DETROIT – General Motors Corp. (GM), struggling with big losses, slow sales and high labor costs, said Thursday it sold a majority interest in its commercial mortgage division in a deal worth $9 billion that gives its finance arm a boost as it prepares for its own sale.
General Motors Acceptance Corp. is getting $1.5 billion in cash from an investment group for a 78 percent stake in the commercial mortgage business. In addition, that business, known as GMAC Commercial Holding Corp., repaid $7.3 billion in intercompany loans. That boosts the total proceeds to GMAC to almost $9 billion.
The deal for the mortgage unit stake is separate from GM's announced plans to sell a controlling interest in GMAC. The mortgage unit, GMAC Commercial Holding, also announced it has changed its name to Capmark Financial Group Inc.
Fitch Ratings assigned Capmark an investment-grade BBB rating Thursday, saying the company is already one of the largest originators of commercial mortgage assets and has been broadening its reach with businesses in Europe and Asia. Standard and Poor's Ratings Services assigned Capmark a BBB- rating, its lowest investment-grade rating.
"Capmark's rating reflects its strong reputation and market position in commercial real estate finance, which helps to ensure a steady flow of business volumes," S&P credit analyst Dan Martin said in a statement.
GMAC's credit rating was downgraded to junk status last year because of continuing losses at GM. Some major investors are prohibited from buying bonds without an investment-grade rating, making it tougher and more expensive for the borrower to raise money. GM is trying to sell a 51 percent stake in GMAC in order to raise cash and restore the division's ratings.
The announcement comes a day after GM, the world's biggest automaker, and its major parts supplier, Delphi Corp., said they plan to offer buyouts to more than 125,000 hourly workers under an agreement with the United Auto Workers. Workers are expected to start leaving GM by June 1.
Burnham Securities analyst David Healy said it's unlikely money from the sale will be used for the buyouts, since GM has other sources of cash, including the recent sale of its stake in Suzuki Motor Corp. for $2 billion. Instead, Healy said the $9 billion could help attract a buyer for GMAC.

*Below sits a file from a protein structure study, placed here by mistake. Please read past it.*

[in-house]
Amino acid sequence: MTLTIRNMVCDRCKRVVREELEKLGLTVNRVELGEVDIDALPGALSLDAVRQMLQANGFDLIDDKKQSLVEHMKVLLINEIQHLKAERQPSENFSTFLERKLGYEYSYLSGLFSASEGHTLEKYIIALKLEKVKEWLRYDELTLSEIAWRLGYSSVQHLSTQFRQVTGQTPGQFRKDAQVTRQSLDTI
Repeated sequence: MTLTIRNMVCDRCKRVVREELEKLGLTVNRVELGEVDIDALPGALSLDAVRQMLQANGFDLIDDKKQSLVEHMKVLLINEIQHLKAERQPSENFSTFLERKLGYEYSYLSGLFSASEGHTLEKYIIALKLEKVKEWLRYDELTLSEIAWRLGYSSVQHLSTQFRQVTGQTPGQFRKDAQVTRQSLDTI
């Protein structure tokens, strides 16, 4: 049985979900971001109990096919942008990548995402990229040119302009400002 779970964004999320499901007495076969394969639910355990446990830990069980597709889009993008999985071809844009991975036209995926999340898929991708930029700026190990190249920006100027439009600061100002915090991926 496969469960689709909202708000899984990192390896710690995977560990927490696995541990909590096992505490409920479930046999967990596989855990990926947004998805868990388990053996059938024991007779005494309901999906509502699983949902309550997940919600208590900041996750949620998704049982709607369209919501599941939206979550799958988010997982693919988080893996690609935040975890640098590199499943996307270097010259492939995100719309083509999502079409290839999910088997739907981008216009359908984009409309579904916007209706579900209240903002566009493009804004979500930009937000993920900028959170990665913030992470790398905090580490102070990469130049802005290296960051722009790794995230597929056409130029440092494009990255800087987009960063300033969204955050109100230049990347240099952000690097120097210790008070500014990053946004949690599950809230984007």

Healy said it also was important to close the commercial holdings deal before the GMAC sale.
"It makes the transaction simpler," he said.
GMAC said in August it had agreed to sell a 60 percent stake in its commercial mortgage holding business to a buyer group consisting of Kohlberg Kravis Roberts & Co., Five Mile Capital Partners and Goldman Sachs Capital Partners. The buyer group recently decided to increase its equity to 78 percent. GMAC will retain the rest.
"KKR got in there and looked under the hood and saw it was a well-run operation," said Pete Hastings, an analyst with the investment company Morgan Keegan & Co. "That's good news from an investor standpoint."
GMAC Commercial Holding reported $332 million in net income in 2005, or about 11 percent of GMAC's total net income of $2.8 billion. Bank of America analyst Ron Tadross estimated the division's assets at $19.1 billion at the end of 2005, compared to total GMAC assets of $338 billion.
GM is under enormous pressure to reverse its fortunes. It recently had to increase by $2 billion its reported 2005 loss to $10.6 billion, and has been losing U.S. market share due to increasing competition from Asian automakers. In order to help raise cash, GMAC last year sold off $75 billion in U.S. auto loans to Scotia Capital and Bank of America Corp.
GM shares fell 1 cent, to close at $22 on the New York Stock Exchange.